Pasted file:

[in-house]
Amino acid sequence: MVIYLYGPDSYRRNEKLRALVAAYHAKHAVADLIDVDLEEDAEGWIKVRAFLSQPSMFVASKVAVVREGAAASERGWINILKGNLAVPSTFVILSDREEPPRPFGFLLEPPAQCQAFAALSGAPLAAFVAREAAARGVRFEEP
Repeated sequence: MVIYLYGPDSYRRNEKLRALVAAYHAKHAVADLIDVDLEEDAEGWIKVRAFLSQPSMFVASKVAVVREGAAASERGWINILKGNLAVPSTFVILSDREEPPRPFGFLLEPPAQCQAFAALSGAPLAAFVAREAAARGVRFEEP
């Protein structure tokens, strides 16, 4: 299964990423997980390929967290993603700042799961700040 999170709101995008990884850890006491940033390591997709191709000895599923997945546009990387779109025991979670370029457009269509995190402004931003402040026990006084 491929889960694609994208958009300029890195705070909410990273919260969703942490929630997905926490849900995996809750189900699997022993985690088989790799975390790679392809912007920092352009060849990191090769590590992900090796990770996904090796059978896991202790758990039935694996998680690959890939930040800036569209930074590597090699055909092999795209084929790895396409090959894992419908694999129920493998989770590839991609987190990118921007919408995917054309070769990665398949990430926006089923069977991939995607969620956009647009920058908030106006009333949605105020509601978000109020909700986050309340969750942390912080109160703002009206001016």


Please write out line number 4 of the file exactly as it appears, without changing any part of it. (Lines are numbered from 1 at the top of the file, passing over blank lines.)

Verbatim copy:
């Protein structure tokens, strides 16, 4: 299964990423997980390929967290993603700042799961700040 999170709101995008990884850890006491940033390591997709191709000895599923997945546009990387779109025991979670370029457009269509995190402004931003402040026990006084 491929889960694609994208958009300029890195705070909410990273919260969703942490929630997905926490849900995996809750189900699997022993985690088989790799975390790679392809912007920092352009060849990191090769590590992900090796990770996904090796059978896991202790758990039935694996998680690959890939930040800036569209930074590597090699055909092999795209084929790895396409090959894992419908694999129920493998989770590839991609987190990118921007919408995917054309070769990665398949990430926006089923069977991939995607969620956009647009920058908030106006009333949605105020509601978000109020909700986050309340969750942390912080109160703002009206001016």